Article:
One of the primary purposes of creation is supposed to be to provide a testimony of who God is. It’s a shame that so many religious people fail to get that. But for anyone who cares to look, the details which emerge are amazing. They are amazing in their own right, but they are also amazing because these details are ones that God put in place. Every physical reality points us to a spiritual truth. (Coming later this week – a blog post on The Theology of Poop! Subscribe now!)
Interestingly, the set of details which religious people are most likely to insist aren’t there – evolution – points us to those spiritual truths which are pretty much completely lacking in most people’s theology as well. Like growth. Like getting down to tiny details. Like knowing that survival relies on adapability and that life is moved forward by mutations, not preseved by purity.
I love the elegance of evolution. Have you ever looked closely at a blade of grass? It’s ridged. That helps to channel water towards the ends of the blade so it will fall to the ground and water the plant. It’s why grass can grow so close together and part of what made grass successful in places where trees and mosses can’t thrive. It’s so purposeful.
Evolution creates these neat little puzzles to work out. (people love puzzles! Wasn’t that nice of God to put that in there?) Why are panda’s black and white? Could it be related to their baby’s vulnerability? Maybe just like with human babies they are attracted to black and white, so the babies with black and white parents were more likely to respond and survive. Maybe we’re just making stuff up, but if we really want, we can run experiments and see if we’re right! Ooooo – what kind of experiment? This is fun! Why on God’s green earth would you want to deprive your children of the opportunity to learn this way of seeing and interacting with the world? Because you didn’t come from no monkeys? Well, sorry Sparky, but you’re not in charge here. If God wanted your great to the kajillionth generation grandmother to be part monkey on her father’s side, then so be it. Who are you to tell him otherwise?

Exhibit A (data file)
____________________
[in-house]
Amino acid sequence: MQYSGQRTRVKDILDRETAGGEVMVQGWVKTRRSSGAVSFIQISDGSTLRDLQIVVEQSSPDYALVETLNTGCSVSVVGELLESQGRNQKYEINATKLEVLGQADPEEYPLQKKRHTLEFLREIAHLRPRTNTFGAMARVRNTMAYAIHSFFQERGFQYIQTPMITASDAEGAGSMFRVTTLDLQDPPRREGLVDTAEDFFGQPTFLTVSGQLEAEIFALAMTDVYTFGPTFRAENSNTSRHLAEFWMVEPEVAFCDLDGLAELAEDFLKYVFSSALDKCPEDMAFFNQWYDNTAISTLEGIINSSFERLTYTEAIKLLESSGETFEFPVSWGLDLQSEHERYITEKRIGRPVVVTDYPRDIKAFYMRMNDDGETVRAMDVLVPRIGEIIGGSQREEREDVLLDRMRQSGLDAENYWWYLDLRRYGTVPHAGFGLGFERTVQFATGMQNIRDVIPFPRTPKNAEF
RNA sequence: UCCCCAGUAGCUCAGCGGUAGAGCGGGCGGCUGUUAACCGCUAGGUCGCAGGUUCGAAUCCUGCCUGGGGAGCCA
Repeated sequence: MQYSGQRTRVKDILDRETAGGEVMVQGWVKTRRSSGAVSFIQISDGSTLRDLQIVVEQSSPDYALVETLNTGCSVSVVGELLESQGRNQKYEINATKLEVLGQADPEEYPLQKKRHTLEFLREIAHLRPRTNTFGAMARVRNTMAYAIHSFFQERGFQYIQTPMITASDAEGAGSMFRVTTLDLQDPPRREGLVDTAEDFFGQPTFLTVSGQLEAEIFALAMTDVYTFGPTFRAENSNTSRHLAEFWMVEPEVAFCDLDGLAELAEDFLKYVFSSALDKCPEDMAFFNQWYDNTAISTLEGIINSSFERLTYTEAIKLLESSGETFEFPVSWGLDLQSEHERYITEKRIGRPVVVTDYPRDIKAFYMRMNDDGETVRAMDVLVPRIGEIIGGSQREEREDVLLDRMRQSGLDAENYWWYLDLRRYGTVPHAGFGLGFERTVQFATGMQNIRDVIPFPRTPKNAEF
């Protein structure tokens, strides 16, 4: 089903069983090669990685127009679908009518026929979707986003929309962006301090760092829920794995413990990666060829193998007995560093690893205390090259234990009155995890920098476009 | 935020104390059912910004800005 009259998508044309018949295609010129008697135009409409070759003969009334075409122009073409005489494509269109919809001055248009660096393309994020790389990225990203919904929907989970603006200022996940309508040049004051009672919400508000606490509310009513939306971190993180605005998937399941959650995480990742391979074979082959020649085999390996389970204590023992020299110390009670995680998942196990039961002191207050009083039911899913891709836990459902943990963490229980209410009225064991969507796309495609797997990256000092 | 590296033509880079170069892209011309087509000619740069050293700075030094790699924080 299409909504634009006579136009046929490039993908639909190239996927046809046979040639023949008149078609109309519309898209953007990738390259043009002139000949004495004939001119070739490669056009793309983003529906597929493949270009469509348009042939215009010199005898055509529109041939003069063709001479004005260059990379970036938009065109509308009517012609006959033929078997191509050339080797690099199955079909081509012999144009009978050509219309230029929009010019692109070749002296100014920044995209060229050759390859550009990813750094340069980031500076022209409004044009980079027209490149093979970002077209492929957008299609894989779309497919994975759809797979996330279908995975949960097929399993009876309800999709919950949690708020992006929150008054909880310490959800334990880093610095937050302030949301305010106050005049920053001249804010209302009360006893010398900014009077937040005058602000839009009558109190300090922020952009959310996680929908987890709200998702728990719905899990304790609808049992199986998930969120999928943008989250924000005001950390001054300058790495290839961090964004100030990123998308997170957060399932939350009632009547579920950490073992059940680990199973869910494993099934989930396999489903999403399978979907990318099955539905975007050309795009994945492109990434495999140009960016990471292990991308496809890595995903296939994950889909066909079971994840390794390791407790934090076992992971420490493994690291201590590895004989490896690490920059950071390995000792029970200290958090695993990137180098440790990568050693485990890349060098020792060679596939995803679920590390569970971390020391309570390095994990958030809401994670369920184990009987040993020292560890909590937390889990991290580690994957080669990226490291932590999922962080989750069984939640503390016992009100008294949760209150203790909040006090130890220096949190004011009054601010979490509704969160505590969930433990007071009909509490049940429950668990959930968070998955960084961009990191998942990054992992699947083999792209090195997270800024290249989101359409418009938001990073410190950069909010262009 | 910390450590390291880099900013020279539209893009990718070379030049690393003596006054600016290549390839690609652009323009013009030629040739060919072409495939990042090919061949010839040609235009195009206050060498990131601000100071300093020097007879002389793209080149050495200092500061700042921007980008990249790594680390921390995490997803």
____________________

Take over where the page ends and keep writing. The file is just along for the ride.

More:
The spiritual implications of the systems and methods of evolution are fascinating. Think of all the references to the cycles of nature illuminating deep spiritual truths (seasons changing, grain falling to the ground and dying, etc). As we understand the way God works in creation with more and more precision we will have new insights into how God works spiritually as well.
The ancient Hebrew way of meditating was to take two seemingly conflicted things, hold them together in one’s mind until they started making sense together. If God is love and creation reflect’s his handiwork, what does it mean to live in a world with predators? What exactly is God’s relationship with creation if he was able to make a good creation by setting loose a set of rules, principles and material rather than by directing it like a construction foreman? These are fascinating questions, I think.
Evolution doesn’t deny scripture and scripture doesn’t deny evolution. (How can reality deny reality?) But evolution sure does make it clear that we don’t understand it as well as we think we do. Which is hardly a bad thing. Spirituality is still in the dark ages in a lot of ways. Why wouldn’t we want to understand things better, more accurately, more deeply than we do now? It’s done a world of good in the physical world. Perhaps its time for the spiritual world to start catching up. Make our own evolutionary lead forward.